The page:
Co-Authors: Katharine J. Cahill, Kiran Doddapaneni, Shameema Oottikkal, Thomas J. Magliery and Christopher M. Hadad
Convergence criteria for PIC simulations of electrons in an ultraintense laser field
Ginevra Cochran, The Ohio State University
We present a study of particle-in-cell (PIC) simulation error in modeling an electron in an ultraintense laser field. We find an unexpectedly small timestep is required to resolve the electron motion, decreasing with increasing laser intensity. We consider several sources of PIC error, and find that the error from the particle velocity and position advance is dominant. We derive the timestep constraint and find that it decreases with laser intensity. We find the particle advance error accumulates when the electron is at rest and the laser fields are strong, and present a sub-cycled particle advance which reduces error.
Co-Authors: Alexey V. Arefiev, Douglass W. Schumacher, A.P.L. Robinson
What’s In A Cigarette? Nicotine, Not Metals, Affects Biofilm Transcription
Sukirth Ganesan, The Ohio State University
Dysbiotic oral microbial communities underlie the etiology of cancer, caries and periodontitis. Since smoking is a primary risk factor for these bacterially-driven diseases, a metatranscriptomic approach was used to examine the effect of smoke on gene transcription within oral biofilms. Polymicrobial biofilms were generated in smoke-free, smoke-rich, nicotine-conditioned and heavy-metal-depleted environments. Enriched mRNA was sequenced and analyzed using the computational tools incorporated within the MG-RAST pipeline. The pipeline was offloaded to the Oakley Cluster at OSC, allowing for expedited processing of immense datasets. Smoke significantly modulates transcription in oral biofilms with a majority of the effects attributable to nicotine.
Co-Authors: SM Dabdoub, W. Tang, J. Bischof, F. Meyer, PS Kumar
FFT modeling of deformation behavior in bulk metallic glass composites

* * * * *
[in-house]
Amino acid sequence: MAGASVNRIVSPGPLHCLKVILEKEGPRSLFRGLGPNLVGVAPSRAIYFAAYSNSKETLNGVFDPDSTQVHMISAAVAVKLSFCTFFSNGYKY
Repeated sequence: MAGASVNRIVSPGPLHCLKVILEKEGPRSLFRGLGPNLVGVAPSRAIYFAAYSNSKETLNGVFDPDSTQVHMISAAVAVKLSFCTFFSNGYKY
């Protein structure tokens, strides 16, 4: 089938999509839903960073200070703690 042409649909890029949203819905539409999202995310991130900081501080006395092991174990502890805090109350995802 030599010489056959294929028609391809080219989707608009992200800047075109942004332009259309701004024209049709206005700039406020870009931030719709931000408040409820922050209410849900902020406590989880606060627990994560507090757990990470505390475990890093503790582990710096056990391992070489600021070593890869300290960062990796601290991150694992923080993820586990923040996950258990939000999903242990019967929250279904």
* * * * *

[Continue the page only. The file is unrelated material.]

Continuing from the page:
Michael Gibbons, The Ohio State University
Bulk metallic glass composites (BMGCs), consisting of an amorphous matrix and a homogeneous distribution of crystalline dendrites, offer a promising solution to the low fracture toughness and brittleness of pure bulk metallic glasses. To date, the interaction between the crystalline and amorphous phase during deformation is not well understood and will be examined here with fast Fourier transform (FFT) based continuum modeling. Given appropriate computational resources, the efficiency of this FFT approach allows us to study the mesoscale deformation behavior of these composites in 3D, using spatial and time resolutions high enough to obtain meaningful insight.
Determining Point Defect Energetics and Optics in Sapphire from First Principles
Mark Hornak, The Ohio State University
Single crystal α-Al2O3 (sapphire) is a potential candidate for optical fibers and sensors in extreme high-temperature radiation environments. Transmission of light under such conditions can be impeded by the generation of defects within the material. In order to validate sapphire, we determine the stable point defects, and their charge states, in stoichiometric sapphire. The increase in attenuation due to individual point defects was calculated using density functional theory and hybrid functional mixing. We find that oxygen and aluminum vacancies are dominant, and attenuate light in the 200-300nm range. Oxygen divacancies also show significant attenuation in the 100-200nm and 300-450nm ranges.
Simulations of High Intensity Short Pulse Lasers Incident on Reduced Mass Targets Using LSP
Frank King, The Ohio State University
We present the results of a series of fully kinetic 2D and 3D simulations using the Particle-In-Cell code LSP for the study of the heating and deformation of micron scale targets. These simulations model an experimental laser pulse incident on a realistic several micron thick copper target as a function of intensity, spot size, pre-plasma, and target lateral extent and thickness. We observe that the target deformation and heating has a strong dependence on intensity of the laser pulse and creation of a shock in the target.
Co-Authors: Chris Orban, Kramer U. Akli, Douglass Schumacher
First PIC simulations modeling the interaction of ultra-intense lasers with sub-micron, liquid crystal targets
Matthew McMahon, The Ohio State University
We recently introduced liquid crystal films as on-demand, variable thickness (50 – 5000 nanometers), inexpensive targets for intense laser experiments. Here we present the first particle-in-cell (PIC) simulations of short pulse laser excitation of liquid crystal targets using the PIC code LSP. In order to accurately model the target evolution, a low starting temperature and field ionization model are employed. This is essential as large starting temperatures lead to expansion of the target causing significant reduction of the target density before the laser pulse can interact. We also present an investigation of the modification of laser pulses by very thin targets
The thermodynamics of proton hydration and the electrochemical surface potential
Travis P. Pollard, University of Cincinnati